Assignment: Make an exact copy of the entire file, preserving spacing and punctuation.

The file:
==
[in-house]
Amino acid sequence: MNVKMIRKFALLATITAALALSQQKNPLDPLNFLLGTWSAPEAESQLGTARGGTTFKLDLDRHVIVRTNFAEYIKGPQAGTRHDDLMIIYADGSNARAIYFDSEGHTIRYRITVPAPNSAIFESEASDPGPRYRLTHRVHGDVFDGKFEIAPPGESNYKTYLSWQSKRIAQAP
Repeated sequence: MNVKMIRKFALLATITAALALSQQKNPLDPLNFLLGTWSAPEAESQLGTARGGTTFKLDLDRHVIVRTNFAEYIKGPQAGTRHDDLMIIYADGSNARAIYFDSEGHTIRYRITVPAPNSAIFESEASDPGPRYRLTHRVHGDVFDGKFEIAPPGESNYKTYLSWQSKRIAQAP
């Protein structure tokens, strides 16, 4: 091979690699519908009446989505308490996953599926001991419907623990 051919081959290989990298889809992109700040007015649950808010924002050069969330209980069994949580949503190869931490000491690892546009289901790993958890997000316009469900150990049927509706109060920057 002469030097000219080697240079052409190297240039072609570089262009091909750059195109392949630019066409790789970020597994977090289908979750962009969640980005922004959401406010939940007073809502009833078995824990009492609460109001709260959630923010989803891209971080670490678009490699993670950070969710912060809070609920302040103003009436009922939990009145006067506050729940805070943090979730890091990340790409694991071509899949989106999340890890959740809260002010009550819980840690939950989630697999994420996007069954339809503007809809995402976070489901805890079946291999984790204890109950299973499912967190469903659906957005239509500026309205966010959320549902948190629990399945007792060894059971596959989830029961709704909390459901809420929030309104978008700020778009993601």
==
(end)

[in-house]
Amino acid sequence: MNVKMIRKFALLATITAALALSQQKNPLDPLNFLLGTWSAPEAESQLGTARGGTTFKLDLDRHVIVRTNFAEYIKGPQAGTRHDDLMIIYADGSNARAIYFDSEGHTIRYRITVPAPNSAIFESEASDPGPRYRLTHRVHGDVFDGKFEIAPPGESNYKTYLSWQSKRIAQAP
Repeated sequence: MNVKMIRKFALLATITAALALSQQKNPLDPLNFLLGTWSAPEAESQLGTARGGTTFKLDLDRHVIVRTNFAEYIKGPQAGTRHDDLMIIYADGSNARAIYFDSEGHTIRYRITVPAPNSAIFESEASDPGPRYRLTHRVHGDVFDGKFEIAPPGESNYKTYLSWQSKRIAQAP
């Protein structure tokens, strides 16, 4: 091979690699519908009446989505308490996953599926001991419907623990 051919081959290989990298889809992109700040007015649950808010924002050069969330209980069994949580949503190869931490000491690892546009289901790993958890997000316009469900150990049927509706109060920057 002469030097000219080697240079052409190297240039072609570089262009091909750059195109392949630019066409790789970020597994977090289908979750962009969640980005922004959401406010939940007073809502009833078995824990009492609460109001709260959630923010989803891209971080670490678009490699993670950070969710912060809070609920302040103003009436009922939990009145006067506050729940805070943090979730890091990340790409694991071509899949989106999340890890959740809260002010009550819980840690939950989630697999994420996007069954339809503007809809995402976070489901805890079946291999984790204890109950299973499912967190469903659906957005239509500026309205966010959320549902948190629990399945007792060894059971596959989830029961709704909390459901809420929030309104978008700020778009993601």